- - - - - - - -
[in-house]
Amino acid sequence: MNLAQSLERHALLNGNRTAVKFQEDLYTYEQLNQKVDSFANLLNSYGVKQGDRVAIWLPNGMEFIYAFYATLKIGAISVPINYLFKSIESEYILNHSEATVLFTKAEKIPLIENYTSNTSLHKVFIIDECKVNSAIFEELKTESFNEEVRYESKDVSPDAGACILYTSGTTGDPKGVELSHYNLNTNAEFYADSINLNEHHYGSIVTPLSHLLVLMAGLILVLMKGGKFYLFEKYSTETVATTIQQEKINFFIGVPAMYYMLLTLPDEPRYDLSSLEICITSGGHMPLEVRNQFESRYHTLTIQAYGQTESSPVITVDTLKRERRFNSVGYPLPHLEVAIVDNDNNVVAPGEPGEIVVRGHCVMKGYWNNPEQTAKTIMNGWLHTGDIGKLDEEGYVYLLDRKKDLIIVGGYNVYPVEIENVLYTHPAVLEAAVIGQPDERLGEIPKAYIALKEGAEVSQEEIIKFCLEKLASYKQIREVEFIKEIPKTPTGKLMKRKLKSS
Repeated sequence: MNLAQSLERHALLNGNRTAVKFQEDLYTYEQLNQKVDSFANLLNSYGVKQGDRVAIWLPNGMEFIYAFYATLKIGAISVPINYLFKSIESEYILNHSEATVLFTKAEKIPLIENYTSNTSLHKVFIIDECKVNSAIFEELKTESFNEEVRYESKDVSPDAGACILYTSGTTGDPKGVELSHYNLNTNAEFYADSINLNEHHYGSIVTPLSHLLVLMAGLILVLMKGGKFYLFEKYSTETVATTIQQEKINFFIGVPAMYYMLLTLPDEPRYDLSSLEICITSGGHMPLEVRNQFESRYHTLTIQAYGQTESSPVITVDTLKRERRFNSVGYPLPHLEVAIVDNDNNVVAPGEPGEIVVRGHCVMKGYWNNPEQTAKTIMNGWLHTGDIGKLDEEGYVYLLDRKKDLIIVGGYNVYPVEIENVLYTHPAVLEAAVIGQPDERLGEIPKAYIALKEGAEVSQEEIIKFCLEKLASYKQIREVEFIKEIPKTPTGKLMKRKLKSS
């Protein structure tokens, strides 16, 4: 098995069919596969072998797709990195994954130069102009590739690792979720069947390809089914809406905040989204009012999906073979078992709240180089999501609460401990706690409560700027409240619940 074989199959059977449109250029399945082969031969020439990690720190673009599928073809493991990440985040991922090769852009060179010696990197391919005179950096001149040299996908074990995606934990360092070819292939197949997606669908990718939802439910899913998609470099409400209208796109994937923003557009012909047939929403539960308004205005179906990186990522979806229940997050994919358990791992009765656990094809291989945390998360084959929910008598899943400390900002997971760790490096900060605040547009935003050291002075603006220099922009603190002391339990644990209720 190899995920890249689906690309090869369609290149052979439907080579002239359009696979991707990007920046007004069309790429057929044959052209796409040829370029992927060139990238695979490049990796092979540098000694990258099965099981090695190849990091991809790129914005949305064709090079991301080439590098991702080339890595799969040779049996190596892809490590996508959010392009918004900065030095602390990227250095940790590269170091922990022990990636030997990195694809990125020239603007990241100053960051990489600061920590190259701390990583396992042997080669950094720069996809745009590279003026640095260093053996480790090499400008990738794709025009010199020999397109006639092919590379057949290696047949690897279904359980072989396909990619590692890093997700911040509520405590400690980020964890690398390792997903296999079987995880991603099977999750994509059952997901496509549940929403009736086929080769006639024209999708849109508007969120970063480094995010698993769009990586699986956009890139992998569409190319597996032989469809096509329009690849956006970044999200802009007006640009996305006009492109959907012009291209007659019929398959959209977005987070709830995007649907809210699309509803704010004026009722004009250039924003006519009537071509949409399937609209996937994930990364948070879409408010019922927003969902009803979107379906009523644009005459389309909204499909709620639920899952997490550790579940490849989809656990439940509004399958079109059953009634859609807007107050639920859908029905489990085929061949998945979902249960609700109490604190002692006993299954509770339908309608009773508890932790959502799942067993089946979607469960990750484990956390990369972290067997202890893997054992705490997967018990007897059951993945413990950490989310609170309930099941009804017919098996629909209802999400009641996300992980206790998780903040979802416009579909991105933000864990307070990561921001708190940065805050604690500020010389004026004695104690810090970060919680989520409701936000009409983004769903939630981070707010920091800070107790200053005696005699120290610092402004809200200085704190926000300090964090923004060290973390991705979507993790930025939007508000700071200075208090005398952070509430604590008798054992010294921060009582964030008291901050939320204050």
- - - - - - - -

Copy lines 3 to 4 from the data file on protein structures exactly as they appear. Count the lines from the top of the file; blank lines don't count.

Repeated sequence: MNLAQSLERHALLNGNRTAVKFQEDLYTYEQLNQKVDSFANLLNSYGVKQGDRVAIWLPNGMEFIYAFYATLKIGAISVPINYLFKSIESEYILNHSEATVLFTKAEKIPLIENYTSNTSLHKVFIIDECKVNSAIFEELKTESFNEEVRYESKDVSPDAGACILYTSGTTGDPKGVELSHYNLNTNAEFYADSINLNEHHYGSIVTPLSHLLVLMAGLILVLMKGGKFYLFEKYSTETVATTIQQEKINFFIGVPAMYYMLLTLPDEPRYDLSSLEICITSGGHMPLEVRNQFESRYHTLTIQAYGQTESSPVITVDTLKRERRFNSVGYPLPHLEVAIVDNDNNVVAPGEPGEIVVRGHCVMKGYWNNPEQTAKTIMNGWLHTGDIGKLDEEGYVYLLDRKKDLIIVGGYNVYPVEIENVLYTHPAVLEAAVIGQPDERLGEIPKAYIALKEGAEVSQEEIIKFCLEKLASYKQIREVEFIKEIPKTPTGKLMKRKLKSS
């Protein structure tokens, strides 16, 4: 098995069919596969072998797709990195994954130069102009590739690792979720069947390809089914809406905040989204009012999906073979078992709240180089999501609460401990706690409560700027409240619940 074989199959059977449109250029399945082969031969020439990690720190673009599928073809493991990440985040991922090769852009060179010696990197391919005179950096001149040299996908074990995606934990360092070819292939197949997606669908990718939802439910899913998609470099409400209208796109994937923003557009012909047939929403539960308004205005179906990186990522979806229940997050994919358990791992009765656990094809291989945390998360084959929910008598899943400390900002997971760790490096900060605040547009935003050291002075603006220099922009603190002391339990644990209720 190899995920890249689906690309090869369609290149052979439907080579002239359009696979991707990007920046007004069309790429057929044959052209796409040829370029992927060139990238695979490049990796092979540098000694990258099965099981090695190849990091991809790129914005949305064709090079991301080439590098991702080339890595799969040779049996190596892809490590996508959010392009918004900065030095602390990227250095940790590269170091922990022990990636030997990195694809990125020239603007990241100053960051990489600061920590190259701390990583396992042997080669950094720069996809745009590279003026640095260093053996480790090499400008990738794709025009010199020999397109006639092919590379057949290696047949690897279904359980072989396909990619590692890093997700911040509520405590400690980020964890690398390792997903296999079987995880991603099977999750994509059952997901496509549940929403009736086929080769006639024209999708849109508007969120970063480094995010698993769009990586699986956009890139992998569409190319597996032989469809096509329009690849956006970044999200802009007006640009996305006009492109959907012009291209007659019929398959959209977005987070709830995007649907809210699309509803704010004026009722004009250039924003006519009537071509949409399937609209996937994930990364948070879409408010019922927003969902009803979107379906009523644009005459389309909204499909709620639920899952997490550790579940490849989809656990439940509004399958079109059953009634859609807007107050639920859908029905489990085929061949998945979902249960609700109490604190002692006993299954509770339908309608009773508890932790959502799942067993089946979607469960990750484990956390990369972290067997202890893997054992705490997967018990007897059951993945413990950490989310609170309930099941009804017919098996629909209802999400009641996300992980206790998780903040979802416009579909991105933000864990307070990561921001708190940065805050604690500020010389004026004695104690810090970060919680989520409701936000009409983004769903939630981070707010920091800070107790200053005696005699120290610092402004809200200085704190926000300090964090923004060290973390991705979507993790930025939007508000700071200075208090005398952070509430604590008798054992010294921060009582964030008291901050939320204050």